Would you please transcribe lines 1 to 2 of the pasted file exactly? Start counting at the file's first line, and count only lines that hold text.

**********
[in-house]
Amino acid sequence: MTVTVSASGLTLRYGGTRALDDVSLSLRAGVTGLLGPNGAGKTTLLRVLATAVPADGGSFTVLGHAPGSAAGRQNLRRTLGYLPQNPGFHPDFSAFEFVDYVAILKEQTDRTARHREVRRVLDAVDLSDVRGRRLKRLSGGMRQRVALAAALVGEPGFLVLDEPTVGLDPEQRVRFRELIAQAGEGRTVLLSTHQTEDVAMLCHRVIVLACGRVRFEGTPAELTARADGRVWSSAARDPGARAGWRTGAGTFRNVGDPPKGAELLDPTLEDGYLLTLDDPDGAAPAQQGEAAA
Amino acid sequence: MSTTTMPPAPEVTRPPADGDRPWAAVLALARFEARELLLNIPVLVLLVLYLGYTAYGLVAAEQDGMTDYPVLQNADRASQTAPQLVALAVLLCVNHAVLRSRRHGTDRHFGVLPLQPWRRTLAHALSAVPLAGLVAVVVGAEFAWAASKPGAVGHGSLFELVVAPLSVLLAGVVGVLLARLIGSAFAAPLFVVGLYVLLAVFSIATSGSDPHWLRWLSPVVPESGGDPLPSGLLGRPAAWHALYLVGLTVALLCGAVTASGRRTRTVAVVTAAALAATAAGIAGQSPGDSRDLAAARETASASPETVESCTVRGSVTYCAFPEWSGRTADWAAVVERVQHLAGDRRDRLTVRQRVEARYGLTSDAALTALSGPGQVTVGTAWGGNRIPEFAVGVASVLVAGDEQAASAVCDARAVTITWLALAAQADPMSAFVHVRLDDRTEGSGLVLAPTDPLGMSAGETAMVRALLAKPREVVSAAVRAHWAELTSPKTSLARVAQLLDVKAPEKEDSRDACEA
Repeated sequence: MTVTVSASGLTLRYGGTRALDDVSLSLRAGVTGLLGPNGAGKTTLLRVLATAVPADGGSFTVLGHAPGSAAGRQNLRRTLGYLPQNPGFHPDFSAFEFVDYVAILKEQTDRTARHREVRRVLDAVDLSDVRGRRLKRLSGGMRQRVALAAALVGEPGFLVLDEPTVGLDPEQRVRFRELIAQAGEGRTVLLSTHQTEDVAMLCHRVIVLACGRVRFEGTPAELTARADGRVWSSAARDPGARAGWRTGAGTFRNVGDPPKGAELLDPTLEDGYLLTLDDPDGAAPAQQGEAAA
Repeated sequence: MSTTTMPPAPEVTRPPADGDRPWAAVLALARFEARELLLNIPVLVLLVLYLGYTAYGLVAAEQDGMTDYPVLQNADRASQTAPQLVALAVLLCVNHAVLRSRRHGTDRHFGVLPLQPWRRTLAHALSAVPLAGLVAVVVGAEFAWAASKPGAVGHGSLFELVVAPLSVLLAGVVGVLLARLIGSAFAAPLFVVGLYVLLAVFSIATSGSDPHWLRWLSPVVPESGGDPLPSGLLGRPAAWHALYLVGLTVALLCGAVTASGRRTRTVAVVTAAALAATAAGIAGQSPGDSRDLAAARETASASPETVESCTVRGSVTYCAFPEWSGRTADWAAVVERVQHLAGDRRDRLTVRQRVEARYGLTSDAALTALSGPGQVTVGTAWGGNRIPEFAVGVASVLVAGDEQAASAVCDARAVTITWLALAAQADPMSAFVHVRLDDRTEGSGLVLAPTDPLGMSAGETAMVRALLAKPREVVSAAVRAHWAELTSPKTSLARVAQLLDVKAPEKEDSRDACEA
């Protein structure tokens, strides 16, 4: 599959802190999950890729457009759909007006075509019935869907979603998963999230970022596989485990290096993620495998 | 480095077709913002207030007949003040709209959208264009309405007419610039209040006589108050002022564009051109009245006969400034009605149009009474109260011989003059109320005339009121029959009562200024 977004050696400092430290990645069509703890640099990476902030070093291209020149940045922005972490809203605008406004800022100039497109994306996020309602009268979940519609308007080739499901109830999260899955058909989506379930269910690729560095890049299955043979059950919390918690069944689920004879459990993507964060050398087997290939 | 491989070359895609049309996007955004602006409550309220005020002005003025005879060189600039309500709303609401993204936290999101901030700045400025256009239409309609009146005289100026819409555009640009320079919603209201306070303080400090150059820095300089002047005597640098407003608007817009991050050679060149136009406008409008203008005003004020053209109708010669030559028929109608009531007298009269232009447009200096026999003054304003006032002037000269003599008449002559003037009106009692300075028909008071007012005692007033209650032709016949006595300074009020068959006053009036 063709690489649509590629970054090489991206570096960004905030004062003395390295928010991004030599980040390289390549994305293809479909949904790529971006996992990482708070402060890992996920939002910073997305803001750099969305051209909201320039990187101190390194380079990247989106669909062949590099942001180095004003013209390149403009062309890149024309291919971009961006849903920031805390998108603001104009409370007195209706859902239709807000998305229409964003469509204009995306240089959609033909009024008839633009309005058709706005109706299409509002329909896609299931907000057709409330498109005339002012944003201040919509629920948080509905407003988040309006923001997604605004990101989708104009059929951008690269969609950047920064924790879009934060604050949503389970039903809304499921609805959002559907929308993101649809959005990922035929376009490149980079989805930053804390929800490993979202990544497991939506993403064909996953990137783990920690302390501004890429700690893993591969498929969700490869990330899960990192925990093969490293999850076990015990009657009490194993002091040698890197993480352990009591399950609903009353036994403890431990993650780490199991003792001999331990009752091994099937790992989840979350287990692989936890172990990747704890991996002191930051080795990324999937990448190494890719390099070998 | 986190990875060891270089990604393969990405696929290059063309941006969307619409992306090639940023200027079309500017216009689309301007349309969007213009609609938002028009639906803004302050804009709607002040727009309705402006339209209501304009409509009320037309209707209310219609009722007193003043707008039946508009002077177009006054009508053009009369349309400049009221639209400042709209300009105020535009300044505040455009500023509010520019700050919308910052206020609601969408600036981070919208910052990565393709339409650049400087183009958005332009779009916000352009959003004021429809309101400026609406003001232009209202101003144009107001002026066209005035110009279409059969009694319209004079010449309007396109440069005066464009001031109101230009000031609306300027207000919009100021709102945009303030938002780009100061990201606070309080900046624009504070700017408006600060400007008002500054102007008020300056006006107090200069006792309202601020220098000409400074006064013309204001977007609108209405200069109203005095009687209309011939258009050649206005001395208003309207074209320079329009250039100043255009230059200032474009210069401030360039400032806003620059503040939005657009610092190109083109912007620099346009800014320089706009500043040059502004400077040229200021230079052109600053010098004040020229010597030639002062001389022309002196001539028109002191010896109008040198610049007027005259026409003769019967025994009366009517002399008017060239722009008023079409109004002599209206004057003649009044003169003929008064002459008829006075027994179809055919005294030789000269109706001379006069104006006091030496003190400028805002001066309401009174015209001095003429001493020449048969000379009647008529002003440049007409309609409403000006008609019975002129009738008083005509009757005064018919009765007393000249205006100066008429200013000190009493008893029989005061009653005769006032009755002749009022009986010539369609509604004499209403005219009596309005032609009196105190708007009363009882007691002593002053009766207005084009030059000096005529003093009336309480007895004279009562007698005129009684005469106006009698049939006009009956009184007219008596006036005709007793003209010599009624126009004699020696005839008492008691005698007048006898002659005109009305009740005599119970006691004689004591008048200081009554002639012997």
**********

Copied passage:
[in-house]
Amino acid sequence: MTVTVSASGLTLRYGGTRALDDVSLSLRAGVTGLLGPNGAGKTTLLRVLATAVPADGGSFTVLGHAPGSAAGRQNLRRTLGYLPQNPGFHPDFSAFEFVDYVAILKEQTDRTARHREVRRVLDAVDLSDVRGRRLKRLSGGMRQRVALAAALVGEPGFLVLDEPTVGLDPEQRVRFRELIAQAGEGRTVLLSTHQTEDVAMLCHRVIVLACGRVRFEGTPAELTARADGRVWSSAARDPGARAGWRTGAGTFRNVGDPPKGAELLDPTLEDGYLLTLDDPDGAAPAQQGEAAA